CRANE RALLIES TO WIN McGLADREY CLASSIC
ST. SIMONS ISLAND, Ga. (AP)—Ben Crane wasn’t sure why he was even playing the McGladrey Classic. The real mystery came Sunday afternoon, when he sat down next to a shiny silver trophy.
“What the heck am I doing here?” Crane said.
His wife is expecting their third child, though a Caesarian section is scheduled for Monday in Dallas. Crane thought about withdrawing five minutes before his tee time Thursday because of a sore hip that was getting worse.
And with 11 holes left in the tournament, he was seven shots out of the lead.
Crane ran off four straight birdies around the turn, then another batch of four straight birdies for a 7-under 63. He wound up winning in a playoff when Webb Simpson missed a short par putt on the second extra hole.
“I’m in a little bit of shock—a lot of shock,” Crane said. “I don’t know how those guys played, but I know I played just about as good as I can play.”
Michael Thompson, a 25-year-old tour rookie who had a one-shot lead going into the final round, stretched the margin to three shots on the front nine until he stalled. He hit his tee shot into a hazard on the 18th hole, made bogey and shot 69 to finish one shot out of the playoff.
Billy Horschel, also playing in the last group, imploded early and late and shot 75.
Simpson closed with a 66, despite not making a birdie over his last seven holes. The playoff—the 18th this year on the PGA Tour to extend a record— looked as though it might go longer when Crane made a 5-foot comebacker for par on the 17th. Simpson only had to knock in a putt just over 3 feet for par, but it caught the right edge and spun away.
“As soon as I hit it, I looked up expecting it to be going in, and saw it catching the right lip,” Simpson said. “It was unfortunate to end that way.”
Despite missing a chance to become the PGA Tour’s only three-time winner this year, Simpson’s runner-up finish gave him a commanding lead over Luke Donald in his late bid to win the tour’s money title.
Crane, who earned $720,000 for his first win this year, and Simpson finished at 15-under 265 at Sea Island.
Starting the day five shots out of the lead, Crane thought a 63 or 62 might be enough. He really didn’t pay much attention, not realizing until he saw a leaderboard on the 16th hole that he was still in the game.
His 7-iron on the 14th stopped a foot from going in. His 3-wood on the par-5 15th set up a two-putt birdie from long range. Once he knew the score, Crane was at his best with the putter, holing birdie putts of about 20 feet on the 16th and 17th.
“I thought, `Well, I need to make two birdies in three holes.’ Do you guys have any idea how many times we say that to ourselves? And how many times does it actually happen?”
It did on Sunday, giving Crane is fourth career win.
With his runner-up finish, Simpson moved to the top of the money list by $363,029 over Donald. Both have entered the season-ending tournament next week in Disney, though Donald’s task became a lot more difficult.
At the very least, Donald would have to finish no worse than a two-way for second to have any chance to move past Simpson and resume his bid to become the first player to win money titles on the PGA Tour and European Tour. Donald already has a comfortable lead in Europe.
“Finishing second is going to make it a lot harder for Luke,” Simpson said. “But I’m sure he’s going to play well. He’s played well most every week this year. I still wouldn’t be surprised if I have a little work to do next week.”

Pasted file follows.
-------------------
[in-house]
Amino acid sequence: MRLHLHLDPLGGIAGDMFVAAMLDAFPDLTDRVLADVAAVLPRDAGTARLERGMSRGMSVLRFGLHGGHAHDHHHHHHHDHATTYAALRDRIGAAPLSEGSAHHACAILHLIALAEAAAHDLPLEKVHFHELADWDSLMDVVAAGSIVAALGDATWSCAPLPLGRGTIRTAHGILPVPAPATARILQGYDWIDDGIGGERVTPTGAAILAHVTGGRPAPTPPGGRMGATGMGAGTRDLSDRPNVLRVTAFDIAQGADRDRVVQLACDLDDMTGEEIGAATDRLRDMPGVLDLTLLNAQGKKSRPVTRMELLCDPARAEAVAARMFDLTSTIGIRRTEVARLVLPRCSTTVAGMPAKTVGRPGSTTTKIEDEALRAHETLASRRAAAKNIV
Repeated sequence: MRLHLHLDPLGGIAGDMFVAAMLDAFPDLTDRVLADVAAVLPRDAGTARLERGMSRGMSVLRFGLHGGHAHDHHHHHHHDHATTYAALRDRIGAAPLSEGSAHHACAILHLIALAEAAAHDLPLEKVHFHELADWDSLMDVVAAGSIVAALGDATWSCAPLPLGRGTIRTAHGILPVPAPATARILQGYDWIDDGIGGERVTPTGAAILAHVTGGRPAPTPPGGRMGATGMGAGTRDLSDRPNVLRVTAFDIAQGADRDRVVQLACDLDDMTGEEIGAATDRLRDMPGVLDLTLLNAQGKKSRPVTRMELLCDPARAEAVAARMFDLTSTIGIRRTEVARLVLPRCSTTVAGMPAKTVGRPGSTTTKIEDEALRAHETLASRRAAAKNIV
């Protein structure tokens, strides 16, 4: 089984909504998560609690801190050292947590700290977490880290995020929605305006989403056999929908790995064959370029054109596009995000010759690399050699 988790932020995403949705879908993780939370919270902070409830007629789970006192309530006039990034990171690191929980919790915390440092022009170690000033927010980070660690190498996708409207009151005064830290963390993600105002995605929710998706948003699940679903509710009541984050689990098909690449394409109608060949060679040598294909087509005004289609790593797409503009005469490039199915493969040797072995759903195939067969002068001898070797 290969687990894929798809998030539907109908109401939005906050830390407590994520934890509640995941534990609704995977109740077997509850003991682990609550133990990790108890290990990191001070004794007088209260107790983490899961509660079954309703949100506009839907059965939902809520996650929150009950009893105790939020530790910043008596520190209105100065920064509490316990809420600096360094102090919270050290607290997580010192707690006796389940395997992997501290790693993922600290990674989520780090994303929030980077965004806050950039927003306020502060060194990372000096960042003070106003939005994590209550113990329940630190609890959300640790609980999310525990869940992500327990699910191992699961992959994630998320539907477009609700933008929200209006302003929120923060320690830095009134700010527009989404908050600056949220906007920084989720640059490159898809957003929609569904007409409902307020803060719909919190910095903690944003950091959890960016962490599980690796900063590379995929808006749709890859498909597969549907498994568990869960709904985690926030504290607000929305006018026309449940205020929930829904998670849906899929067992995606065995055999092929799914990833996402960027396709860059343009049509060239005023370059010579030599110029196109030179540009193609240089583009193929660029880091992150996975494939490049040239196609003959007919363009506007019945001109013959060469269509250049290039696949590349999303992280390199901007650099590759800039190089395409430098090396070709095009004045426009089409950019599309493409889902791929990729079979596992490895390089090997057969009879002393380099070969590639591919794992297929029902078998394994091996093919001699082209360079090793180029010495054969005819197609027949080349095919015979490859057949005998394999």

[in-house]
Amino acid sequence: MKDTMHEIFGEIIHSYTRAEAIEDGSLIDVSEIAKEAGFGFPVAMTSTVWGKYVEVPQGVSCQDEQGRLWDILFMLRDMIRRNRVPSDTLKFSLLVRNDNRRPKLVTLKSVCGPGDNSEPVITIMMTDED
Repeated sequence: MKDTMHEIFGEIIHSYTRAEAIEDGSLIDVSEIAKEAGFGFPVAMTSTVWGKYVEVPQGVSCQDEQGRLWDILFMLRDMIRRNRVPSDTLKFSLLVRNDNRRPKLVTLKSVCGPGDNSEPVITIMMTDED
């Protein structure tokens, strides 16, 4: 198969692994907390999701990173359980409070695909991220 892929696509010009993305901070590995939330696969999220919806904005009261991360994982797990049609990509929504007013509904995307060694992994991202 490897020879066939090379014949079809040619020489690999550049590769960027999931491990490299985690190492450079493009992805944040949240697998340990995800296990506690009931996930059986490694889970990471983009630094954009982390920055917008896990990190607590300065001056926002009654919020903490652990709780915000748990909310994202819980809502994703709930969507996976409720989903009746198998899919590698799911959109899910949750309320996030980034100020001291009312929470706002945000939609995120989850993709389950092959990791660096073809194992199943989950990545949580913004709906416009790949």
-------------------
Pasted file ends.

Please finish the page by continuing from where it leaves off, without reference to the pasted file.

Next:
Crane was playing his last official PGA Tour event of the year. His wife, Heather, is home in the Dallas area and they arranged for the birth to be on Monday. If all goes well—and Crane gets good news from a hip scan Wednesday— he might go to Malaysia to defend his title in the unofficial Asia Pacific Classic.
Thompson missed a 5-foot birdie putt on the 15th that would have given him the outright lead, and then his nerves started to show with errant tee shots. He got away with one on the 16th, but not on the final hole, when his tee shot went into the hazard and cost him a penalty drop.
“All I think about on those tee shots is just hit in the middle of club face,” Thompson said. “And for one reason, that one tee shot I didn’t. And It got me.”
The small consolation was a third-place finish that assures him keeping his card for next year.
Also locking up his card was Bud Cauley, the 21-year-old who left Alabama after his junior season to turn pro. Cauley shot 67 and tied for 15th to earn $64,000, and now is the equivalent of No. 112 on the money list.
He is only the sixth player to go from college and earn his tour card without having to through Q-school, and Cauley joins Tiger Woods and Phil Mickelson as the only players to accomplish that feat in eight starts or fewer.
“It’s very exciting for me,” Cauley said. “I can’t wait to come out here and play all year out here.”
A pair of major champions had their best finish of the year. Louis Oosthuizen, who won at St. Andrews last summer, was one shot out of the lead until a bogey on the 18th. He closed with a 66 to finish fourth. Former Masters champion Trevor Immelman, slowed the last two years by a wrist injury that eventually required surgery, had a 69 and finished finish.
It was Immelman’s first top 10 since 2008.
DIVOTS: Scott McCarron shot a 68 to tie for sixth, earning a spot in the field next week at Disney. He also moved to No. 145 on the money list, which would at least give him conditional status next year if he stays there. … Going into the final tournament, James Driscoll is at No. 125 on the money list by $6,287 over Bill Lunde, who already is exempt next year. Billy Mayfair, who won Q-school last year, is at No. 127 by $12,367.
Photo - Sam Greenwood / Getty Images
Visit the beautiful Hawaii golf courses that you see on the LPGA Tour by visiting golfnow.com and booking a tee time!